Friday, May 7, 2010
Why yesterday was not the bottom
There's a lot of talk going around about how yesterday was just a "glitch" or that it was just a normal market correction, albeit wild.
I disagree. I think it is the beginning of something more long-lasting.
Yesterday I was at Fox; they asked me to come on to talk about the call I made on shorting the euro. (Many of you have profited from that because you bought my special report, Euro Crash Alert!)
While I was there I was listening to the commentary coming from policy makers, business leaders and market analysts and there was a common thread in the remarks that went like this: The United States had better be careful because we could end up just like Greece.
There was ZERO understanding of the distinction between Greece--a currency user--and the U.S.--a currency issuer. Nada, none, zilch, a big goose egg.
Then I bumped into Ken Langone. For those of you who are not familiar with him, he was the co-founder of Home Depot. He's a billionaire but somewhat of a loudmouth who thinks he knows everything about everything. You see, that's what we do here in this country; if you have a lot of money you are considered to be brilliant. It doesn't matter if you don't know shit, if you have money most Americans will consider you a genius. (The media certainly will.) By the same token, Albert Einstein, who was probably the smartest person to ever walk the face of the earth, made about $60k in today's dollars. Making money...true genius...different skill set.
Langone is this kind of guy. He's rough and outspoken, a great money raiser in his day (that's how he got Home Depot off the ground: he was the Wall Street money guy), but, but hardly a policy genius.
Anyway, he was explaining to me how the country was "broke" and how we have to cut gov't workers' salaries, reduce benefits to people and make drastic spending cuts. I tried to make him understand that government payments to people comprise part of their incomes and that payments made to firms for the purchase of goods and services are part of the income of those firms allowing them to hire people and pay salaries, but he would have none of that. He just couldn't seem to grasp the idea that for every dollar the gov't spends it equates to a dollar in additional GDP. In fact, many people just can't seem to grasp it.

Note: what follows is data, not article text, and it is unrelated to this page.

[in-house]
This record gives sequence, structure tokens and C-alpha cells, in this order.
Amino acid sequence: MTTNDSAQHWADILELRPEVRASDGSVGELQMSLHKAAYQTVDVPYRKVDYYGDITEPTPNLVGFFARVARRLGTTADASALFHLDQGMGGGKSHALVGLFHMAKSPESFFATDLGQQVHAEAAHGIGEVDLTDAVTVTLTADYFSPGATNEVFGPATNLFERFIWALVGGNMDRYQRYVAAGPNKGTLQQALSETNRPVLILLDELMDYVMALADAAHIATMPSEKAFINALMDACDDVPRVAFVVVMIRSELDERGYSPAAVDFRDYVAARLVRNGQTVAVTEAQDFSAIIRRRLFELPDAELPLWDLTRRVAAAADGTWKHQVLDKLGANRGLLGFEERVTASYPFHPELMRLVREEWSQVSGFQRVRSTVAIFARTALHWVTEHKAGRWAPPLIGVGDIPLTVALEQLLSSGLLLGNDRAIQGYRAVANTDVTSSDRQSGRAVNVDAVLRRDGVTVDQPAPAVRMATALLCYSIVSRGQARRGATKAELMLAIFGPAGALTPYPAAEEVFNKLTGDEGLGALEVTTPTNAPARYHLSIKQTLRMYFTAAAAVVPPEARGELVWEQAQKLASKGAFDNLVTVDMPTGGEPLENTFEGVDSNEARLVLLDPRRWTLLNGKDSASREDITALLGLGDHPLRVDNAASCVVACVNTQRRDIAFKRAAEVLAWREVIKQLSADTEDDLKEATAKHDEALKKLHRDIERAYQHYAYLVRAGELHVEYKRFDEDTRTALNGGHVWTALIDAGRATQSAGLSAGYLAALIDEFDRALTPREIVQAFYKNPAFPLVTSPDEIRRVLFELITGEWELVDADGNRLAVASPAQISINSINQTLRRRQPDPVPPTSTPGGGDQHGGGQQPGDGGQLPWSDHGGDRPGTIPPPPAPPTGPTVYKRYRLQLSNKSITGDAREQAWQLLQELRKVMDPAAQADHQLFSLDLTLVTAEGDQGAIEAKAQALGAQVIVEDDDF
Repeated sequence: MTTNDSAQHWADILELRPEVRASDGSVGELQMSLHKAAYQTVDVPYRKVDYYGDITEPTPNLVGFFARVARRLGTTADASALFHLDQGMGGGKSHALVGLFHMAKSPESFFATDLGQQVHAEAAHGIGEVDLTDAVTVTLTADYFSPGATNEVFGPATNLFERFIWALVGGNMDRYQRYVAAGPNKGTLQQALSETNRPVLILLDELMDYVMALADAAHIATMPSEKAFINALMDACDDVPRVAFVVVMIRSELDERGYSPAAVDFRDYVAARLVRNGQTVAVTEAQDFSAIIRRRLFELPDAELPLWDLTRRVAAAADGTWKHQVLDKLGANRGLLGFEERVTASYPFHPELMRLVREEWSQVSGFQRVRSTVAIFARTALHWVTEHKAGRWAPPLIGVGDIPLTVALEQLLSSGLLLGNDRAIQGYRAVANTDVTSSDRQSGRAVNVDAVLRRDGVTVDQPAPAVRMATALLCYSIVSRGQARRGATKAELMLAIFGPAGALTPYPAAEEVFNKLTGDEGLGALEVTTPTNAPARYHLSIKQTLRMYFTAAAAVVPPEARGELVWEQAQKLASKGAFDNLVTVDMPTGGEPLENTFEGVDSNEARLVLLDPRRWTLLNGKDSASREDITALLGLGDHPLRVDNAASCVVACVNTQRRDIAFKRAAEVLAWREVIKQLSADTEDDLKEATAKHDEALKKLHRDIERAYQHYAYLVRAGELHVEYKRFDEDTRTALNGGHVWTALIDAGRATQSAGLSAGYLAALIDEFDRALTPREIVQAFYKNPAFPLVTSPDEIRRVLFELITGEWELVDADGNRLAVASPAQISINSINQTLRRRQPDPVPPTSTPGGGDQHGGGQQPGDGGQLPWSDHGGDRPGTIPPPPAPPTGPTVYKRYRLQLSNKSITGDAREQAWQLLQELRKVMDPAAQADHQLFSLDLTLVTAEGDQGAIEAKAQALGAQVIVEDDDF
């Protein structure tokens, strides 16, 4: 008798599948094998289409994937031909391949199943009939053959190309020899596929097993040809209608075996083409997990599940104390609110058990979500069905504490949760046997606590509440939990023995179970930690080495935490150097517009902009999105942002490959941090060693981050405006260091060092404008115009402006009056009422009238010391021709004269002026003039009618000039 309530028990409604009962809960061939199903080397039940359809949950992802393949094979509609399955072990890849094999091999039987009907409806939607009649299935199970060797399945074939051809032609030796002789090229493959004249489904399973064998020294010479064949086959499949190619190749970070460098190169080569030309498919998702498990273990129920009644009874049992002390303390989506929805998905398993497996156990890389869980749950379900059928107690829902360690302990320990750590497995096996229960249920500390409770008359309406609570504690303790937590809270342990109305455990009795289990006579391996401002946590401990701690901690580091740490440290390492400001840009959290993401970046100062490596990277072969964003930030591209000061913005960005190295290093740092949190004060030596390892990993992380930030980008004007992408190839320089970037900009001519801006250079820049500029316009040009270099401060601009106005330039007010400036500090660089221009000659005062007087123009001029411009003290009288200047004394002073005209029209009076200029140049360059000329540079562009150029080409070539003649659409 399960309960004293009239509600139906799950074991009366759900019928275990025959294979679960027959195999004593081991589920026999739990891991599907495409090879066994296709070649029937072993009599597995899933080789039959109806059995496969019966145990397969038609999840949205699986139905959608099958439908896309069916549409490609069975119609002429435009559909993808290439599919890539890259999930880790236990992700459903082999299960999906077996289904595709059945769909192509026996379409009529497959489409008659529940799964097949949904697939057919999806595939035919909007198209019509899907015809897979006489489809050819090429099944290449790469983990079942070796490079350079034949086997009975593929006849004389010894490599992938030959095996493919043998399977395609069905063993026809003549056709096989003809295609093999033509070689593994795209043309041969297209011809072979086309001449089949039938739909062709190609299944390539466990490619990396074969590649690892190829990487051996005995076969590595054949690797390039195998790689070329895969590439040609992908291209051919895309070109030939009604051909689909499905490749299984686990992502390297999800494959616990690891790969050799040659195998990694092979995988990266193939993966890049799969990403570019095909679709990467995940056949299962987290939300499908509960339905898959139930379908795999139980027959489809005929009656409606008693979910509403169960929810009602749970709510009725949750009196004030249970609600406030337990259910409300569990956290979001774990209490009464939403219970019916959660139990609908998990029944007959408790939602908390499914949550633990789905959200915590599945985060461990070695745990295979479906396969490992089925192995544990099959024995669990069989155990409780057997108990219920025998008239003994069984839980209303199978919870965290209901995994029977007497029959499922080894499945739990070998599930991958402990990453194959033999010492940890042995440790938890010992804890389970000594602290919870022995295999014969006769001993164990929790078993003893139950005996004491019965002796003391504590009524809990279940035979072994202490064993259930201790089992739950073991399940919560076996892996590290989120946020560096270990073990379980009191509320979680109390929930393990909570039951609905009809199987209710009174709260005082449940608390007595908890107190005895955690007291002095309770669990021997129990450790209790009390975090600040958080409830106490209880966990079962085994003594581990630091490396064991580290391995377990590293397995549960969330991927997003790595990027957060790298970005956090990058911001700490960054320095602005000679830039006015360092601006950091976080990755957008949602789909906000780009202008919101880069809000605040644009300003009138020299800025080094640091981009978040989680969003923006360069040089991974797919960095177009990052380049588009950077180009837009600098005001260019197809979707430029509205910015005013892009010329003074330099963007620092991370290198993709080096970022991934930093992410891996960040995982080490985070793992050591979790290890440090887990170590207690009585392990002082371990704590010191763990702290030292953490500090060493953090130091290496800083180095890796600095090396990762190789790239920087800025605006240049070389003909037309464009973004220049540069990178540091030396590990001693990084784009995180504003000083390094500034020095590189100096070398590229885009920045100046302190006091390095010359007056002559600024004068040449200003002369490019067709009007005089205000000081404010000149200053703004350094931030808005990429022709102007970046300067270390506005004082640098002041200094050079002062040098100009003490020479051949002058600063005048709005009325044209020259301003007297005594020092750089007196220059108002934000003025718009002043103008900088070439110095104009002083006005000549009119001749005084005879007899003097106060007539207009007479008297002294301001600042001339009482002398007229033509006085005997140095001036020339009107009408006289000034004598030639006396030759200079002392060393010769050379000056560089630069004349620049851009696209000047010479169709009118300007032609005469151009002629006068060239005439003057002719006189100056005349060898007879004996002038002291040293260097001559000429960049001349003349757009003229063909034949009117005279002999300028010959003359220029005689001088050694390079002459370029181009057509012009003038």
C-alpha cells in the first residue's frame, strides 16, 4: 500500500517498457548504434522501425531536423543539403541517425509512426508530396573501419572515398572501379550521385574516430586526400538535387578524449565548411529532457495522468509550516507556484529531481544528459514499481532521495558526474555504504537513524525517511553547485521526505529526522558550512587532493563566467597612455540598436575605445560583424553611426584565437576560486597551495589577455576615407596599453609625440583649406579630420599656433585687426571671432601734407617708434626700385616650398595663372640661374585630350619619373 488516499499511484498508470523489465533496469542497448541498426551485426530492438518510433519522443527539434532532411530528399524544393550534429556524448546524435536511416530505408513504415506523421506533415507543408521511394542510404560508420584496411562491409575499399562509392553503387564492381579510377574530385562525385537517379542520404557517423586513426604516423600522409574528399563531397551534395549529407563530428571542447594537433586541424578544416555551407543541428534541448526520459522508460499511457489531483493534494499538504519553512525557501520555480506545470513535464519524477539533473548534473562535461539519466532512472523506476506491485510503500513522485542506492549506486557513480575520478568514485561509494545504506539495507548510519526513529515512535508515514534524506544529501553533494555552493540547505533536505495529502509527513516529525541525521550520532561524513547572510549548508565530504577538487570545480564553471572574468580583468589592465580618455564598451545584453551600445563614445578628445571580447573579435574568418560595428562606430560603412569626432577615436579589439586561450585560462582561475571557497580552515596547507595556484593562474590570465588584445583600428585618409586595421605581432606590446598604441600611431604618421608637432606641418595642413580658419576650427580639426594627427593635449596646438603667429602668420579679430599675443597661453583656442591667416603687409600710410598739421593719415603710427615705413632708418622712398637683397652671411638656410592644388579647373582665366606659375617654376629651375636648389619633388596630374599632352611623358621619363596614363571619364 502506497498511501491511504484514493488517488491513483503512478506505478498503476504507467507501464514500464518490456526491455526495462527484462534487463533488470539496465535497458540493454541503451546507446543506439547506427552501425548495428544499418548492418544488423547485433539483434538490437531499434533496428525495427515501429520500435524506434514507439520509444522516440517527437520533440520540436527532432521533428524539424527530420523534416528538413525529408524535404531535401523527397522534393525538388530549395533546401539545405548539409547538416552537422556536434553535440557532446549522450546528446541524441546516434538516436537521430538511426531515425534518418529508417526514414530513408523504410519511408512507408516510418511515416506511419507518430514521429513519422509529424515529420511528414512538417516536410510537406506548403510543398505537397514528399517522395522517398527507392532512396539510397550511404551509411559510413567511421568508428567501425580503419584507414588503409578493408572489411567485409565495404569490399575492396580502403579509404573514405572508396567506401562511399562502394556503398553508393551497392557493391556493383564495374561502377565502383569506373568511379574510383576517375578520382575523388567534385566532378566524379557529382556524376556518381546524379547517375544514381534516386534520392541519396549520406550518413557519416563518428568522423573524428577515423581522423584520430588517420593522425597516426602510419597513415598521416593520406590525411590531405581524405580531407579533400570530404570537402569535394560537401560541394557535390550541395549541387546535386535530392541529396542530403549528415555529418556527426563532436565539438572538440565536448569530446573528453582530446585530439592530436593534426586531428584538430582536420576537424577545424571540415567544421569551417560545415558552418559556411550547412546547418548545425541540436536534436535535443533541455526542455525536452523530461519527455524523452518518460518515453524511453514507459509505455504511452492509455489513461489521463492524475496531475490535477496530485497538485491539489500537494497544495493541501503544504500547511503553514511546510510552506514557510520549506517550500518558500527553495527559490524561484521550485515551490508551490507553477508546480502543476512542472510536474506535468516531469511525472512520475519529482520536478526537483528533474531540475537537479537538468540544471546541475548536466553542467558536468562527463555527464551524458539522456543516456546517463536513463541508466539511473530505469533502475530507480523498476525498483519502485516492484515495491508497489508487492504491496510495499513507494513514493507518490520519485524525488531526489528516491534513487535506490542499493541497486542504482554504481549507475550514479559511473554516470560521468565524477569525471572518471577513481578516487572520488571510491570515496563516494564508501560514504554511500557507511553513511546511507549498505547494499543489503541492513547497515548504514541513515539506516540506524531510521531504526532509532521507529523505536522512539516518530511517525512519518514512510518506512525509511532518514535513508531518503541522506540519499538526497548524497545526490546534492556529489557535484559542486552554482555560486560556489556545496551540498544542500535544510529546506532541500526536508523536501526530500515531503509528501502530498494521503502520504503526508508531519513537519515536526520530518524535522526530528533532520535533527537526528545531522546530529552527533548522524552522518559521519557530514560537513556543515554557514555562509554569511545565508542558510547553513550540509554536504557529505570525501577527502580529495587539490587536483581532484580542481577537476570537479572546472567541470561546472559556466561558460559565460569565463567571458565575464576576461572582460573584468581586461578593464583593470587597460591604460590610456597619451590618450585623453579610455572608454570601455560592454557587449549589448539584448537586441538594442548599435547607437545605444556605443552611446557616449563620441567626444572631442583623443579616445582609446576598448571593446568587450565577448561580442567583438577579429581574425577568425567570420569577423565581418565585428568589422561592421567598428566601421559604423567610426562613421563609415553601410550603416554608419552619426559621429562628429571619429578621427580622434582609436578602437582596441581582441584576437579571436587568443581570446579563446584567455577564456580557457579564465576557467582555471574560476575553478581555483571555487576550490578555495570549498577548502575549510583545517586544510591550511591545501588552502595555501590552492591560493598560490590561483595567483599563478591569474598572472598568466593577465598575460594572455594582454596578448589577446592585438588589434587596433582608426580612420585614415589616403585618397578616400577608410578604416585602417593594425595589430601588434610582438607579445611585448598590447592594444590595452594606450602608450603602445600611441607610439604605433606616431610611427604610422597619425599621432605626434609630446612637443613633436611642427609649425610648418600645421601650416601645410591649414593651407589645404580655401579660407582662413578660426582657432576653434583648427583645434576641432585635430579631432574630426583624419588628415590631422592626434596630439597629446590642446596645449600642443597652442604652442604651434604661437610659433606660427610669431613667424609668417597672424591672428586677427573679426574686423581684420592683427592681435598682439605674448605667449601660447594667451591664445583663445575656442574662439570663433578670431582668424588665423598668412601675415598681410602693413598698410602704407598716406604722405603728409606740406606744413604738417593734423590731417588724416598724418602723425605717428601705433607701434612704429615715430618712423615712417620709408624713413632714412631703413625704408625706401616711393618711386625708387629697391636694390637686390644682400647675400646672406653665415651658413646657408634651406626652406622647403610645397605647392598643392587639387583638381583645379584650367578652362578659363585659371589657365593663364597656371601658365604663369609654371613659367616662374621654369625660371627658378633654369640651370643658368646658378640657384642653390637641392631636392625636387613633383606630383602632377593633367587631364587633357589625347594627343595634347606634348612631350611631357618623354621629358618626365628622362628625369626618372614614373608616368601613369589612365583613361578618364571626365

Like most people, Langone believes that the gov't is broke and when it spends it is spending money it doesn't have and that comes off the back of the private sector, blah, blah, blah. The same crap you hear every day.
So as I am talking to him it occurred to me that we have these very influential busines leaders, like Langone, who are out there pushing this view; that major cutbacks in spending must be made and that is the only way we will get back on the road to prosperty.
Whether they know it or not they are pushing the very same austerity measures the IMF is now imposing on Greece...measures that are absolutely designed to make things worse.
This is what we are facing here in the U.S. While the Greek situation should not have had even the smallest influence on our market or our economy, it will, simply because we will end up imposing on ourselves the very same, destructive conditions being imposed on Greece even though we are in a totally different situation.
It's crazy, but it's happening. Whether it is Obama's Debt Commission or the spending freeze or tax hikes to "pay" for healthcare, it's all coming full bore now and it will ensure that the long-term outlook for the economy will be one of persistent high unemployment, weak output and broadening poverty.
Making matters worse is the fact that we don't have the political climate anymore to pass a second stimulus--somnething that is urgently needed--so it's pretty much written in the cards that when we go down this time it will become very, very, ugly.
At some point the automatic stabilizers will kick in and support output and demand at some level, but as Warren Mosler has stated many times, that support will occur the "ugly way."
Bottom line: stocks are going a lot lower.